Residents of the Falklands vote today and tomorrow in a referendum that's expected to reaffirm the population's desire to remain an Overseas British Territory.
In a sunny classroom in rural Argentina, a teacher stands in front of a group of primary school students in white coats.
Behind her two maps pasted on the chalkboard display Argentina and the wing-like shape of a group of 800 tiny islands Argentines contend are being illegally occupied by the United Kingdom.
“Would I need a passport to go to Tierra del Fuego?” the teacher asks.
“No,” students say.
“Then why is a passport required to go to Malvinas?”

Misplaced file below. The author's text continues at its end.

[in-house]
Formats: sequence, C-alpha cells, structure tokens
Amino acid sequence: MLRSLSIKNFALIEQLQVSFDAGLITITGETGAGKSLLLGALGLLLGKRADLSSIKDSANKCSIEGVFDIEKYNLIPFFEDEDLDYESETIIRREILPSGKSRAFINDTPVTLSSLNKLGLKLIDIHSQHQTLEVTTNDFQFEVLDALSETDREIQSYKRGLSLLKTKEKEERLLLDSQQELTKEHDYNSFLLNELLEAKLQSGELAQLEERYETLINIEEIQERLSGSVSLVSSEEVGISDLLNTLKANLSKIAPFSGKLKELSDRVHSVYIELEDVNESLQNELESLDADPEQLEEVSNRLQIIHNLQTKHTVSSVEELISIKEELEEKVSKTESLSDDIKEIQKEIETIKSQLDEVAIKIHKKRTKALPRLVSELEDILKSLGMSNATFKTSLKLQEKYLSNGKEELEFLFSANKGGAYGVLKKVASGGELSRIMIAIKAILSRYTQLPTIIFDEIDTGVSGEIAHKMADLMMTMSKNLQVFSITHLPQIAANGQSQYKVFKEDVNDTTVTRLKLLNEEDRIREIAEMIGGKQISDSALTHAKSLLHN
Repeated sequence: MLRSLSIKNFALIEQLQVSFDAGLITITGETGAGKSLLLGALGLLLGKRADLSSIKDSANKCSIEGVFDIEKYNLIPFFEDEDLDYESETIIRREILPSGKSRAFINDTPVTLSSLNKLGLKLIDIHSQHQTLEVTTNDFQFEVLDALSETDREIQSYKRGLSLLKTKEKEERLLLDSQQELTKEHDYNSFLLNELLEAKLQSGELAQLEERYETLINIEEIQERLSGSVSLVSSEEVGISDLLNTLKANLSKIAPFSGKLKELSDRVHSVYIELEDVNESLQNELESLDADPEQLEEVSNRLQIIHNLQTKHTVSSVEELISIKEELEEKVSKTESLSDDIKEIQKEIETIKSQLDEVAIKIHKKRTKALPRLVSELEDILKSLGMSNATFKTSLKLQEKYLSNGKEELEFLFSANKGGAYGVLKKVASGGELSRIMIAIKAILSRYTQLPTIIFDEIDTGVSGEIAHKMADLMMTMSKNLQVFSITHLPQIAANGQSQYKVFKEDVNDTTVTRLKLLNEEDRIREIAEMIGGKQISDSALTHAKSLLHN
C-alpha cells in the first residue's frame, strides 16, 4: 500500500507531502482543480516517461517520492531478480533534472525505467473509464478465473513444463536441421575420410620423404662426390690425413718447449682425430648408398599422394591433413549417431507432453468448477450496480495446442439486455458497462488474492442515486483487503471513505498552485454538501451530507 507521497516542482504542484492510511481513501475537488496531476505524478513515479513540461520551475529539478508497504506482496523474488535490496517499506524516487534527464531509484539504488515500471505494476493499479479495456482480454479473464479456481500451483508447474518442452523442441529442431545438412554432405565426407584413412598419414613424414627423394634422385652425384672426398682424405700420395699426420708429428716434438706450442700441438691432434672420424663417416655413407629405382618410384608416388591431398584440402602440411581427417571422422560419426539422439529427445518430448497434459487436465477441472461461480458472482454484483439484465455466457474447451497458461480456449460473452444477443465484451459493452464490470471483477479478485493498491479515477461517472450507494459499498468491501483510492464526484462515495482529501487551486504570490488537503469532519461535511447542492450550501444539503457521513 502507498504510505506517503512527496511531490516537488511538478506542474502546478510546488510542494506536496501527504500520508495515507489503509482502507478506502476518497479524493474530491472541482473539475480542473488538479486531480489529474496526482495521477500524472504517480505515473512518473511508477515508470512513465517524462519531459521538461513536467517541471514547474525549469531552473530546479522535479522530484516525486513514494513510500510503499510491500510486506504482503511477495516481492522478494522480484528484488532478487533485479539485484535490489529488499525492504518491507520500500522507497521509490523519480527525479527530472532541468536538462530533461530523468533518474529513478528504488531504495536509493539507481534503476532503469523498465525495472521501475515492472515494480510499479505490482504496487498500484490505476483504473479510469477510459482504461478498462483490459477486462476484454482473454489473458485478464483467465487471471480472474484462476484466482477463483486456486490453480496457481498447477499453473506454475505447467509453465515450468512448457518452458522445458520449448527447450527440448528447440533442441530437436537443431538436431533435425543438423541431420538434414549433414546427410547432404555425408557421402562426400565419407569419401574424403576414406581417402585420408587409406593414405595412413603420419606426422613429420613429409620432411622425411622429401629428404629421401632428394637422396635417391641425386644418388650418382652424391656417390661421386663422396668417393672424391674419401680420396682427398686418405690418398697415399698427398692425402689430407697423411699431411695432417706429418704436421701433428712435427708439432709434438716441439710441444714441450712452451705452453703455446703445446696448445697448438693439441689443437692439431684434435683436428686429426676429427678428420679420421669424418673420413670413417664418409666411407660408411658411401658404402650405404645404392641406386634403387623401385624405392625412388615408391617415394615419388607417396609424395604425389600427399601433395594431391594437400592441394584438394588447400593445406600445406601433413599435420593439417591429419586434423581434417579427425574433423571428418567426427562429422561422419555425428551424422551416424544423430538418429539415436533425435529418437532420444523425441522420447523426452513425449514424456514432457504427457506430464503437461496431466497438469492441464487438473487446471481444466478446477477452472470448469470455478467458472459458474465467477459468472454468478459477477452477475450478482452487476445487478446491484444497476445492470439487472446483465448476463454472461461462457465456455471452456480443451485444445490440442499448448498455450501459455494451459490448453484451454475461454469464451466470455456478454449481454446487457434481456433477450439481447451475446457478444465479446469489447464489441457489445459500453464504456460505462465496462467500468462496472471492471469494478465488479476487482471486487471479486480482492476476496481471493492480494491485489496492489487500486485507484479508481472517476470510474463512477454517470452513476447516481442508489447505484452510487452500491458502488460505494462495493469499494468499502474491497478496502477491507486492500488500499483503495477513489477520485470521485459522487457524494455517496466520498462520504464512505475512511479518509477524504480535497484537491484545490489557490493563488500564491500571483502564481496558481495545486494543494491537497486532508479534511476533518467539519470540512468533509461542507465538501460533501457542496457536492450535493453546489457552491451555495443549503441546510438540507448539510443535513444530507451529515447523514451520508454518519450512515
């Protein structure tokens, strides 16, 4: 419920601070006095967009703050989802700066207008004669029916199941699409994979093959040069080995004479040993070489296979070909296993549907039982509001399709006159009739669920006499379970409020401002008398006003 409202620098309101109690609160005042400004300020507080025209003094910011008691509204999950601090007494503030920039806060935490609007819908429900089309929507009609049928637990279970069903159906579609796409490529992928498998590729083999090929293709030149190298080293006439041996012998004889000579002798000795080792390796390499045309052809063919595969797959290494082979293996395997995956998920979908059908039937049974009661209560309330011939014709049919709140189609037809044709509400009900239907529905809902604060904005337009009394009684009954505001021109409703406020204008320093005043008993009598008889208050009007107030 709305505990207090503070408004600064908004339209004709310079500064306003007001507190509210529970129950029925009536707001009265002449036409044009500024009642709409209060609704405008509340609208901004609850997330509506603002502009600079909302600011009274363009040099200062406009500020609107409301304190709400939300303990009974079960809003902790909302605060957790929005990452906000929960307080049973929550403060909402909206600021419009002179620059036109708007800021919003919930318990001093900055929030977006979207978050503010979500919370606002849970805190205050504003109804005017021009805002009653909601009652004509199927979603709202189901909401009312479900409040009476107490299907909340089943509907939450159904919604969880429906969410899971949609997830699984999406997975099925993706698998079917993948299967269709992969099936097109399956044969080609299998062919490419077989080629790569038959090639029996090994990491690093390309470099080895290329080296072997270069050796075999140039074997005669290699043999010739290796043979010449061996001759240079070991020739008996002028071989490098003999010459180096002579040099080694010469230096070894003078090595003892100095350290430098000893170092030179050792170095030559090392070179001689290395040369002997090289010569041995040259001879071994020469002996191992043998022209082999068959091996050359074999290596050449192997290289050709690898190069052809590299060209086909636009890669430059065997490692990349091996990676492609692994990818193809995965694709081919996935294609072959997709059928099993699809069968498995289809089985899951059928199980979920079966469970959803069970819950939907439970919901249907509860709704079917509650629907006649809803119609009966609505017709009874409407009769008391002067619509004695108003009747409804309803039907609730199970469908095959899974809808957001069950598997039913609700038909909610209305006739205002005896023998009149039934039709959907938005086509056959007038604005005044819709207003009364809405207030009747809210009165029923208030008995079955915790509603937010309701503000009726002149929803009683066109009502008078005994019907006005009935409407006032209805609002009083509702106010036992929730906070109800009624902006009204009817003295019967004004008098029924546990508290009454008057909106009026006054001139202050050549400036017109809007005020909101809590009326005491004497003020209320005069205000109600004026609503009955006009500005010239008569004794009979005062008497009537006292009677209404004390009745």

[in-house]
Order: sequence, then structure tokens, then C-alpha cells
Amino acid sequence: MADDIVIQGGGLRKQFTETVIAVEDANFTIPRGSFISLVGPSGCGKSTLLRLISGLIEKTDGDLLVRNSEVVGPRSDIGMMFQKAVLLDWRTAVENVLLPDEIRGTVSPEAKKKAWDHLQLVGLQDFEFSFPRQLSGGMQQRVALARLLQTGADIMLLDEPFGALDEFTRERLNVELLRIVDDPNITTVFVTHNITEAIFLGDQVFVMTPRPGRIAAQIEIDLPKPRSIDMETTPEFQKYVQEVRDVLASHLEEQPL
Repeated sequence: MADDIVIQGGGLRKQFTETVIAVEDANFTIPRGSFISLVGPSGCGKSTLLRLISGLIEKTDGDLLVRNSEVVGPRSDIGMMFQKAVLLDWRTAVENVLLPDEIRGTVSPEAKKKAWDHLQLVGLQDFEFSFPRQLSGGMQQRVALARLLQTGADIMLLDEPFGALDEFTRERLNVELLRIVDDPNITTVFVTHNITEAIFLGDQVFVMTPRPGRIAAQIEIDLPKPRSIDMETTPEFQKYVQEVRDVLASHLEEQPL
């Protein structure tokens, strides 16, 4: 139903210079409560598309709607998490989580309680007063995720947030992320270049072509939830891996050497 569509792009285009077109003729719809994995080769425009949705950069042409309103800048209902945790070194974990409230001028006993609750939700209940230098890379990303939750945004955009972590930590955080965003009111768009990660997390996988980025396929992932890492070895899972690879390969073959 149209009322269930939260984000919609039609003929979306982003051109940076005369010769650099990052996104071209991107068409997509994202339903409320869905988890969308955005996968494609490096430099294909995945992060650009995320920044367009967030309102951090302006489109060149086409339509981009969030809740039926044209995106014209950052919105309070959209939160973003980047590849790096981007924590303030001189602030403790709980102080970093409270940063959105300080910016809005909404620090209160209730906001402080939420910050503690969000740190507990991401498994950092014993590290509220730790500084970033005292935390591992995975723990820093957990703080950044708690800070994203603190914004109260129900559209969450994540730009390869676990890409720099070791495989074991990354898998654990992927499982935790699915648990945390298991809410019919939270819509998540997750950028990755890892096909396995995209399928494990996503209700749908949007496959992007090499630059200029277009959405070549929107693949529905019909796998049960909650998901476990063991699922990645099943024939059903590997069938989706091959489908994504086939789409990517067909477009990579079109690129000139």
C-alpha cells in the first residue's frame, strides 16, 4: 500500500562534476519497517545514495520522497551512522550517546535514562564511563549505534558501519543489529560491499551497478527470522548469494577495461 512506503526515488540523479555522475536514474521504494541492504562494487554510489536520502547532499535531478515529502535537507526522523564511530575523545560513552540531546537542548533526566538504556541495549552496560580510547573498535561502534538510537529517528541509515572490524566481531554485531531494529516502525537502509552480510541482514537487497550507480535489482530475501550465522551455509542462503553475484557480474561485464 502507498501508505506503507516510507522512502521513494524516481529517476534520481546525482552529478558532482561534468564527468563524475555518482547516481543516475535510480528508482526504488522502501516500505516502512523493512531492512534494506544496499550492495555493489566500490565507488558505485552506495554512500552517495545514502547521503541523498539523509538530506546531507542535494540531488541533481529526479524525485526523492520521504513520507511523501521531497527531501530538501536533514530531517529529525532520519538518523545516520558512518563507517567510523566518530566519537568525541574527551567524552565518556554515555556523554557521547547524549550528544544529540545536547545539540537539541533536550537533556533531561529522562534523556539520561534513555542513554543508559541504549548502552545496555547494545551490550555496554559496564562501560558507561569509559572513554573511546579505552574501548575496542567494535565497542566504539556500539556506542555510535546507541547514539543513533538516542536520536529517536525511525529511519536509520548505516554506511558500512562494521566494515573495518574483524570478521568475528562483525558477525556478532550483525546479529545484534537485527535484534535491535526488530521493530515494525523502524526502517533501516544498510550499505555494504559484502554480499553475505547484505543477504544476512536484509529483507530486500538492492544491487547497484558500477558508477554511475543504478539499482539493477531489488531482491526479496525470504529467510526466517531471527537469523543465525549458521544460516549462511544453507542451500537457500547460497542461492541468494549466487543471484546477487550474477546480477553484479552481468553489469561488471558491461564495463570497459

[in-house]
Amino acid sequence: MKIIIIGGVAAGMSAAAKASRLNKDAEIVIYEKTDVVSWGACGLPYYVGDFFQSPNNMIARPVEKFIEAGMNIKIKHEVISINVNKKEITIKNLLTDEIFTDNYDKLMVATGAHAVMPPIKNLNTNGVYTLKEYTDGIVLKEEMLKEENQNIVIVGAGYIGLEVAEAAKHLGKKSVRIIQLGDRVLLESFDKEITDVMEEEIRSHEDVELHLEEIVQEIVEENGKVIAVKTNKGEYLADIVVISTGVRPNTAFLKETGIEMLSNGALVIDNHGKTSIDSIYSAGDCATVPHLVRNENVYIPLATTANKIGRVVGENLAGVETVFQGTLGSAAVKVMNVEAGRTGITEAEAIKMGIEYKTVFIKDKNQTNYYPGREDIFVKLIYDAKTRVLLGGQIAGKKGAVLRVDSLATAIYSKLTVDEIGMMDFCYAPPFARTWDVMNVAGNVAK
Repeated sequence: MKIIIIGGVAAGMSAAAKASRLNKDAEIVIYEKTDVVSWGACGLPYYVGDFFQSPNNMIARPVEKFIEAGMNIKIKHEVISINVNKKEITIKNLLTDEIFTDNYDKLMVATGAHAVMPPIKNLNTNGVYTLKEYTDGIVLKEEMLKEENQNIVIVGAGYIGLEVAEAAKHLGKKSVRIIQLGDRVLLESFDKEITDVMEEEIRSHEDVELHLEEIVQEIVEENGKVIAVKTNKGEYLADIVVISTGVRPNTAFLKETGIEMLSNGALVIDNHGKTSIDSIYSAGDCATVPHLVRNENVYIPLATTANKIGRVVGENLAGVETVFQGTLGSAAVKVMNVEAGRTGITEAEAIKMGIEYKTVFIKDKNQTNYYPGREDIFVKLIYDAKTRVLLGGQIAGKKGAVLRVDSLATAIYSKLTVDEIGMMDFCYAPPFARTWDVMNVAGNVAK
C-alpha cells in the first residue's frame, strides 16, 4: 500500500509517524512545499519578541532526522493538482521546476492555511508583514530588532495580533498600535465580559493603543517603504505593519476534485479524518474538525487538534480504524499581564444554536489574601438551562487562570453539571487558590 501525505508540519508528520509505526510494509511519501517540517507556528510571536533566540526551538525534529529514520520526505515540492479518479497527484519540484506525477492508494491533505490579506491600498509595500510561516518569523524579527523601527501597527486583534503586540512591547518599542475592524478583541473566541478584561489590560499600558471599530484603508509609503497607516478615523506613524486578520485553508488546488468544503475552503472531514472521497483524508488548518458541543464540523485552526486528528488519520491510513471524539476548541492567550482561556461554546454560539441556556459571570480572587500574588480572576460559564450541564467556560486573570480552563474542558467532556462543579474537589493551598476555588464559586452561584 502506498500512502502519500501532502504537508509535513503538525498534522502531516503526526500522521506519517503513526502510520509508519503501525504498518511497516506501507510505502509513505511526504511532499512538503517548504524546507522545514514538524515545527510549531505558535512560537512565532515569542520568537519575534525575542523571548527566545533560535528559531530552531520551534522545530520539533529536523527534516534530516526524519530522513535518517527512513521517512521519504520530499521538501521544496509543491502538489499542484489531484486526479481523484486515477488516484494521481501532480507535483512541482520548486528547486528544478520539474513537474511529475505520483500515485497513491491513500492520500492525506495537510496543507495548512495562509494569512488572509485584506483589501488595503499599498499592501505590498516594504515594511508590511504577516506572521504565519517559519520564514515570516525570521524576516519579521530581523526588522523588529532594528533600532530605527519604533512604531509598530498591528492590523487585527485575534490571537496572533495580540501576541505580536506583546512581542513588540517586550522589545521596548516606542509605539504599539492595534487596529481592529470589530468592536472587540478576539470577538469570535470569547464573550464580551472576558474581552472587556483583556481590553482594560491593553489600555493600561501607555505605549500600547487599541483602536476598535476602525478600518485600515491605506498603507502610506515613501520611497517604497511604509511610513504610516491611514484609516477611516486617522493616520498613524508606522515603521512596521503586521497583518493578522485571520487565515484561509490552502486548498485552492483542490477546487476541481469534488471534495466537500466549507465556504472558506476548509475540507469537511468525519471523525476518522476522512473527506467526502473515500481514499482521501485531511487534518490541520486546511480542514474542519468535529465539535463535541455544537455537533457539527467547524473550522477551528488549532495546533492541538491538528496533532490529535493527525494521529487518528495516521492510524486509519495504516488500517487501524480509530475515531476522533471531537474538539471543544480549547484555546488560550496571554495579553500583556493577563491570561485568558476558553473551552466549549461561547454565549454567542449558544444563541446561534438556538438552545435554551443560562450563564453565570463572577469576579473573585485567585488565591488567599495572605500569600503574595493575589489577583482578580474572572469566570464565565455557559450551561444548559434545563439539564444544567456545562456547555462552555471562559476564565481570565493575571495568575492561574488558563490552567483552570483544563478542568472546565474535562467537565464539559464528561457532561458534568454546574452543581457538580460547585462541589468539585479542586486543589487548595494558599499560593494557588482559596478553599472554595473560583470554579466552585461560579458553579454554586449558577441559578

“Because it’s dominated by the English.”
This exchange during a geography lesson in a documentary that aired on public television late last year is part of Argentina’s revamp of school curriculum in order to revive sympathy for the republic’s longstanding claim to what it calls the Malvinas, otherwise known as the Falkland Islands, that lie 310 miles across the south Atlantic from Argentine Patagonia.
The campaign is part of a broader effort by the administration of President Cristina Fernández de Kirchner to assert sovereign rights to potentially lucrative natural resources in the Falklands territory and Antarctica.
How the islands came to belong to Great Britain, some 8,000 miles away, is a taught history that diverges greatly depending on perspective.
Mrs. Kirchner has framed Britain’s takeover as “a blatant example of 19th-century colonialism” while Falklanders, some of whom trace back nine generations on the islands, say that they are proud of their British heritage.
Page 1 of 4